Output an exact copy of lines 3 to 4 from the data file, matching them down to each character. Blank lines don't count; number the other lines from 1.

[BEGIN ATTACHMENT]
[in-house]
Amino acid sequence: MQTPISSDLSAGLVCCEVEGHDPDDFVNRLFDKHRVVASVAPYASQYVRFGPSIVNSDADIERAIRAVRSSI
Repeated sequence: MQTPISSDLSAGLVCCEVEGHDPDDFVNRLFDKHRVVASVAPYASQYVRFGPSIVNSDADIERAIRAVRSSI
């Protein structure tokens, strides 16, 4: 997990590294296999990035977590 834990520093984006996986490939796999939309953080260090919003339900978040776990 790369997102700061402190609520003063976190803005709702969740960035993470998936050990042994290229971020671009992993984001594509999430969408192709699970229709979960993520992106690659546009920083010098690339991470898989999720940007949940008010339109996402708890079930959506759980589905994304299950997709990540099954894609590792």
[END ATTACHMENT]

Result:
Repeated sequence: MQTPISSDLSAGLVCCEVEGHDPDDFVNRLFDKHRVVASVAPYASQYVRFGPSIVNSDADIERAIRAVRSSI
């Protein structure tokens, strides 16, 4: 997990590294296999990035977590 834990520093984006996986490939796999939309953080260090919003339900978040776990 790369997102700061402190609520003063976190803005709702969740960035993470998936050990042994290229971020671009992993984001594509999430969408192709699970229709979960993520992106690659546009920083010098690339991470898989999720940007949940008010339109996402708890079930959506759980589905994304299950997709990540099954894609590792």